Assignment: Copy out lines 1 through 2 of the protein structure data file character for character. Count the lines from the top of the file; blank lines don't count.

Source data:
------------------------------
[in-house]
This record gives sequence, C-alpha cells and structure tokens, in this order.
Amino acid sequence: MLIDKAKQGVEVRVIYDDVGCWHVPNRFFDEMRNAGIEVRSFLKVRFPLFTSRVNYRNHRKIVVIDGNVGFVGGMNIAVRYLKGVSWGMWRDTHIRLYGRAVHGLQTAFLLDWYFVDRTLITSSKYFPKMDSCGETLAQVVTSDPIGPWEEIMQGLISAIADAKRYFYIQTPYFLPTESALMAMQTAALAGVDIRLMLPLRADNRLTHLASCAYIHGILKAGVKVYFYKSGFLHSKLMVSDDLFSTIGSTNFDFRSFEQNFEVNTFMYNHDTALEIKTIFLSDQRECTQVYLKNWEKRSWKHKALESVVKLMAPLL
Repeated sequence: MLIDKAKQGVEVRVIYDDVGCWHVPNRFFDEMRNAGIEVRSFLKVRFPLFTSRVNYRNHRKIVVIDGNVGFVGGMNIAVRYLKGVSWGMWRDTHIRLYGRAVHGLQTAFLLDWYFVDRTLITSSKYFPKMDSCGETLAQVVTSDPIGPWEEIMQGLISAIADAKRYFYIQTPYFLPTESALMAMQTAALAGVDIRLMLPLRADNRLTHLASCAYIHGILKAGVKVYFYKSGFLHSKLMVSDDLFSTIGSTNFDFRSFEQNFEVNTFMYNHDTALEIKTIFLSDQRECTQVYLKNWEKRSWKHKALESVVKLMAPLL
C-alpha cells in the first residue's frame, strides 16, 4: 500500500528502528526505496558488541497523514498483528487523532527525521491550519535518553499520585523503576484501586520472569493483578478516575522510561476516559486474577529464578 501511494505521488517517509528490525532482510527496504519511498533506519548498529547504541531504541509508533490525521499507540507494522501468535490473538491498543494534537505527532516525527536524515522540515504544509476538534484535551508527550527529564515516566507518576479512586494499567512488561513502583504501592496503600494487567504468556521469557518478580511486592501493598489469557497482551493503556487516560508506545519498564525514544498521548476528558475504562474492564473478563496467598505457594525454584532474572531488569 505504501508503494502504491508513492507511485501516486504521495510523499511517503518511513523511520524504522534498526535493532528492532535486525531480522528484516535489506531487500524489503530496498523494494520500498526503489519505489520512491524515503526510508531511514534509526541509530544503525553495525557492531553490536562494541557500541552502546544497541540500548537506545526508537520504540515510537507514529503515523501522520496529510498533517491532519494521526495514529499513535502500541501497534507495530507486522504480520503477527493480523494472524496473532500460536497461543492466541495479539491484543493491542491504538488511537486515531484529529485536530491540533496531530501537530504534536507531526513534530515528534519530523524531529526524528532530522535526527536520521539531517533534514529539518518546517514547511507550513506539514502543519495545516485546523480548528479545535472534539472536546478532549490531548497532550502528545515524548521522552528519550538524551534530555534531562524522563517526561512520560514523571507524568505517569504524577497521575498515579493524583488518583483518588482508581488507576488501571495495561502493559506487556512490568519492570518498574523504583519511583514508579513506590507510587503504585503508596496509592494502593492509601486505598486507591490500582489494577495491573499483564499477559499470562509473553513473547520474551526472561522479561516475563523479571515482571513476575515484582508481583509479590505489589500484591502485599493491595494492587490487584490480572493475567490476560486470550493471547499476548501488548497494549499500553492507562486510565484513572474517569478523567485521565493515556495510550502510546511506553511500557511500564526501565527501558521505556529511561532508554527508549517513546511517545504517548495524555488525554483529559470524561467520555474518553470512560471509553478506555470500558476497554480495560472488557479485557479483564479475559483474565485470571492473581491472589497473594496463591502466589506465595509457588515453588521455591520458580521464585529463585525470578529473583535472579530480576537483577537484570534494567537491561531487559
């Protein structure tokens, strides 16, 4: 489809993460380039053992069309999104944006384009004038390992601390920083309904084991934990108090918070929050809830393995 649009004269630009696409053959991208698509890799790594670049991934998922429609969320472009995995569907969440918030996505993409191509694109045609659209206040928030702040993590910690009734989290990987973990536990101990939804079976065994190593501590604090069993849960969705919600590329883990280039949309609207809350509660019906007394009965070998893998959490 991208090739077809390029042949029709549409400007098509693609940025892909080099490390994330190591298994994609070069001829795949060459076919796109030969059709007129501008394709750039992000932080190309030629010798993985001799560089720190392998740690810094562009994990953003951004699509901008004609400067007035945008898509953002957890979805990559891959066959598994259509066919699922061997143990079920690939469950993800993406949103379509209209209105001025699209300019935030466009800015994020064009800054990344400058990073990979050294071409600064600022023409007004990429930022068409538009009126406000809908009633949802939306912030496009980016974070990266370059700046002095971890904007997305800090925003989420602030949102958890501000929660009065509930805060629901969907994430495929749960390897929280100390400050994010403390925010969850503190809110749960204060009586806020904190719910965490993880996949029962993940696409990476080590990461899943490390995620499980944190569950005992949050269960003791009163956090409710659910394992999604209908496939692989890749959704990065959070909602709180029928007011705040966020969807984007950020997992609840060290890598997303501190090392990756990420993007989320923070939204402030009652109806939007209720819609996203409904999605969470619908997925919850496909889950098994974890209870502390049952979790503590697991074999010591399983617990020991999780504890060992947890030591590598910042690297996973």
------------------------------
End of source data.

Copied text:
[in-house]
This record gives sequence, C-alpha cells and structure tokens, in this order.